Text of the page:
history - Events Calendar
Close Menu

history

Historical Trauma and Transformation Keynote Lecture

Dr. Tiya Miles, the Michael Garvey Professor of History at Harvard University, will present a keynote address to highlight the launch of The University of Tulsa’s new academic program, Historical Trauma and Transformation or H2T. The event is co-sponsored by TITAN and the John Hope Franklin Center for Reconcilation.

HCAR Works-in-Progress Seminar: Dr. Benjamin Pokross

The Helmerich Center for American Research (HCAR) at Gilcrease Museum cordially invites all interested TU faculty, staff, and students to join us for our November Works-in-Progress (WIP) Seminar, featuring Benjamin Pokross, Ph.D., from The University of Tulsa.

Ben Pokross is the Duane H. King Postdoctoral Fellow at the University of Tulsa’s Helmerich Center for American Research at Gilcrease Museum. His book project, Writing History in the Nineteenth-Century Great Lakes, asks what it meant to try and record the history of Indigenous people in nineteenth-century America. By analyzing four emergent genres of historical writing taken up by both Native and settler authors in the nineteenth century—the legend, the “traditional history,” the “textual memorial,” and the souvenir—this project argues that we can see the influence Indigenous people have always had in crafting their own histories. His research has been supported by fellowships from the University of Pennsylvania’s McNeil Center for Early American Studies, the Clements Library at the University of Michigan, the American Philosophical Society in Philadelphia, and the Newberry Library in Chicago.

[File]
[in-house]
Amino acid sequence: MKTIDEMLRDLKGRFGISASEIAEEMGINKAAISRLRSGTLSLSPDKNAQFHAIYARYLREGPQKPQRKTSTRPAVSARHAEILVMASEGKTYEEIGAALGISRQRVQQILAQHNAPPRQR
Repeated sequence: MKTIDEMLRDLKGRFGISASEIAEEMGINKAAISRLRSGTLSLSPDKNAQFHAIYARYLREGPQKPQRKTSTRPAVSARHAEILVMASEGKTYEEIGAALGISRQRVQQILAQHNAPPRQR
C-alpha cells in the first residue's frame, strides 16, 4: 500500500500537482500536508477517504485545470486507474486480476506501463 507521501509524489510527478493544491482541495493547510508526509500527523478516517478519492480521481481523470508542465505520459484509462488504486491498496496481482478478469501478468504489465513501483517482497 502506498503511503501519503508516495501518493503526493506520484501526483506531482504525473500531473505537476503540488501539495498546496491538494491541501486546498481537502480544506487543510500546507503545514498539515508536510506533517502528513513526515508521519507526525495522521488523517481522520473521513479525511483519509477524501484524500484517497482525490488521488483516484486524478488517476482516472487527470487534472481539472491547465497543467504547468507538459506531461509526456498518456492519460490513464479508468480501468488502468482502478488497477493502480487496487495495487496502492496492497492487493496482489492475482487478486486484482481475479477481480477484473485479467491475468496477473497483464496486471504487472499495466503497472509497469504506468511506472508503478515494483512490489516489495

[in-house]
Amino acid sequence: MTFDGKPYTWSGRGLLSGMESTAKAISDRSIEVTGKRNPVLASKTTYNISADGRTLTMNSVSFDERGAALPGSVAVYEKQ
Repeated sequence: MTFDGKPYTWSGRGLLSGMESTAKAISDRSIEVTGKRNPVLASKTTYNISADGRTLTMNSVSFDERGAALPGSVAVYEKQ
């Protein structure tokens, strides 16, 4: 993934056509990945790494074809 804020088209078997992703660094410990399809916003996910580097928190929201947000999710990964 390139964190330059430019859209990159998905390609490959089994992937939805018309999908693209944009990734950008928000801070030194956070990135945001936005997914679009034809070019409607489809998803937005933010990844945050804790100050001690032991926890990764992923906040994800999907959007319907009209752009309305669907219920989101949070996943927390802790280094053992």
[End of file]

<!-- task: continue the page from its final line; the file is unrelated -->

In February’s seminar, Pokross will be sharing a draft of his article, “Memorial Forms: Copway’s American Indian and History in the Age of Information.” This article analyzes Mississauga Ojibwe minister and author George Copway’s short-lived newspaper, Copway’s American Indian, for what it can tell us about the potential for Native historical writing within settler-colonial print networks. I argue that Copway identifies what I call “memorialization”—the attempt to sum up and contain the history of Native America assumed to be passing away–as a print practice that delimited what could be said about the Native past and its meaning for the present. His newspaper contests this practice by embracing it, revealing the fissures and contradictions in memorialization’s attempt to eulogize Indigenous communities. Copway’s strategy is not without risk, but his attempt, I argue, shows us one way Native people in antebellum America sought to engage settler-colonial print forms for their own ends.